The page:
Table I shows substantial reduction of the interfacial tension by the addition of a chelating agent. The interfacial tension decreased from 36 to 20 dynes/cm. upon an increase of pH from 7.2 to 9.5. However, at pH of 9.5 where the interfacial tension is 20 dynes/cm. the interfacial tension dropped to 0.10 dynes/cm. by the addition of the chelating agent disodium dihydrogen ethylene diamine tetraacetate. Similarly, at pH of 9.5, the interfacial' tension dropped from 20 dynes/cm. to 0.20 dynes/cm. by the addition of the chelating agent tetrasodium ethylene diamine tetraacetate.
-The alternative chemical method concerns removal of the cations. At pH of 8.5 calcium carbonate has a solubility product of mols per liter. For effective formation of surface-active agents in situ, a cation concentration of not more than 10- and more preferably 10- mols per liter is desired To attain a cation concentration of 10 10 mols per liter at pH of 8.5 when the solubility product is 10* mols per liter, the carbonate ion must be a present in concentration of atleast 10- mols per liter. The carbonate ionmay be introduced as sodium carbonate, sodium bicarbonate, or carbon dioxide.
To illustrate this method formation water and oil from the Colorado field was tested at pH of 9.5. The iriterfacial tension was found to be 20 dynes/cm Analysis of the water showed the cations (calcium and magnesium) were present in concentrations of 528 ppm, as chlorides and bicarbona-tes, 338 p.p.rn. as bicarbonates. Sodium carbonate then was added to produce a carbonate concentration of 10 mols per liter. Calcium and magnesium act very similarly in this method. With the carbonate iOn present in a concentration of 10- mols per liter the calcium and magnesium ion is reduced to 10 mols per liter. It required 2.67 grams of sodium carbonate per liter of Water, 0.935 lb. of sodium carbonate per barrel of water. After this treatment the interfacial tension was 0.12 dyne/cm. at pH of 8.5.
Having fully described the nature, objects and method of the invention, we claim:
1. In a waterflood displacement process for increasing oil recovery from an underground reservoir penetrated by spaced-apart water injection .and oil-production wells in which reactive, oil-soluble organic acid material in the oil phase of the reservoir and reactive, water-soluble basic material in the injected floodwater react to produce surface-active material at the oil-water interface, the improvement comprising treating said flood water prior to injection thereof into said reservoir to reduce the bivalent cation concentration thereof.
2. A method as recited in claim 1 in which treating said floodwater comprises adding a chelating :agent to the water to form a water-soluble nonionizing complex with the bivalent cations in the water.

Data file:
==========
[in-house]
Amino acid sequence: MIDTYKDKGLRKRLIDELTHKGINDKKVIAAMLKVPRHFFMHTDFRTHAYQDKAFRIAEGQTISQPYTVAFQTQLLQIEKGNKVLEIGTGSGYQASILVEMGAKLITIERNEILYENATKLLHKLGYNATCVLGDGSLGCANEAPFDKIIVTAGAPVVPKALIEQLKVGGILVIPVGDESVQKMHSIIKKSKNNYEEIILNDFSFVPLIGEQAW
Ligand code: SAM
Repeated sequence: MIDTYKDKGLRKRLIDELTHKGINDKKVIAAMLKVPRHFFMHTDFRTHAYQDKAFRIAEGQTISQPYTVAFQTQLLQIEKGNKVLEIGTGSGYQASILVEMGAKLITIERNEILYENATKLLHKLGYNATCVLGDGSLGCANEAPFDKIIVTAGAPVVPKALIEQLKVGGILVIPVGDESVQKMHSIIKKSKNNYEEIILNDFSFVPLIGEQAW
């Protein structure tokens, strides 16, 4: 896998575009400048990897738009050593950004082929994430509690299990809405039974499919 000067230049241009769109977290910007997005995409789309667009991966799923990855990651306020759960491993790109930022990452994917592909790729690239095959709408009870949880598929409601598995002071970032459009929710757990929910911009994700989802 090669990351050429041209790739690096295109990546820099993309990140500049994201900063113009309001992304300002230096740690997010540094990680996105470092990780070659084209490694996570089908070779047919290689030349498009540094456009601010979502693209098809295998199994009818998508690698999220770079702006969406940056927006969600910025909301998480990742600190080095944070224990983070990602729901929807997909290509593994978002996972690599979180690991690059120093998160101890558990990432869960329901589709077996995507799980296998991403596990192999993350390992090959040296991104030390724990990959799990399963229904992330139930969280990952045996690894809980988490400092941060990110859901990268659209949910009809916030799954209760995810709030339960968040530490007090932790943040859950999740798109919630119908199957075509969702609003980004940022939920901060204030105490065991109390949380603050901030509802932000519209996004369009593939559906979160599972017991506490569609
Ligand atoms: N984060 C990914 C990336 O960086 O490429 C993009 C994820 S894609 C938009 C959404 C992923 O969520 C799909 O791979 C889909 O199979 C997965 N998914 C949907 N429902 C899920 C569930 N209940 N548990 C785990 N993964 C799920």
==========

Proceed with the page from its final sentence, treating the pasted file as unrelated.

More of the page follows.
3. A method as recited in claim 2 in which the chelating agent comprises disodium dihydrogen ethylene diamine tetraacetate.
4. A method as recited in claim 2 in which said chelating agent comprises tetrasodium ethylene diamine tetraacetate.
5. A method as recited in claim 2 in which treating said floodwater comprises treating the water with carbonate ion to reduce the bivalent cation concentration thereof.
6. A method as recited in claim 5 in which the bivalent cation concentration is reduced to not more than 10' mols per liter.
7. A method as recited in claim 5 in which the carbonate ion is introduced as sodium carbonate.
8. The method of recovering petroleum oil from natural reservoirs comprising injecting through an injection well into the oil-containing formation a solution of a first reactant in :a hydrocarbon solvent miscible with the oil in said reservoir, treating an aqueous solution of a second reactant to reduce the bivalent cation concentration of said aqueous solution, thereafter injecting into the reservoir said treated aqueous solution, said second reactant being capable of reacting with said first reactant under reservoir conditions to form-a surfactant, thereafter injecting water into the reservoir in suflicient quantity to 11. A method as recited in claim 9 in which said chelating agent comprises tetrasodium ethylene diamine tetraacetate.
12. A method as recited in claim 8 in which treatment of said aqueous solution comprises adding carbonate ion to said aqueous solution.
13. A method as recited in claim 12 in which the bivalent cation concentration is reduced to not more than 10- mols per liter.
14. A method as recited in claim 12 in which the carbonate ion is introduced as sodium carbonate.
15. A method as recited in claim 8 in which said hydrocarbon solvent is reservoir oil.
16. A method as recited in claim 8 in which said bydrocarbon solvent is said formation oil.
6 References Cited UNITED STATES PATENTS 2,001,350 5/1935 Mills 166-42 X 2,246,726 6/1941 Garrison. 2,288,857 7/1942 Subkow 166-7 2,747,670 5/1956 King et al. 166?21 2,812,817 11/1957 Sayre 166-9 OTHER REFERENCES Martell et al.: Chemistry of the Metal Chelate Compounds, Prentice-Hall, Inc., Englcwood Cliffs, NJ. (1956) (pp. 471-512).
ERNEST R. PURSER, Primary Examiner. STEPHEN J. NOVOSAD, Examiner.
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|International Classification||C09K8/58, C09K8/584|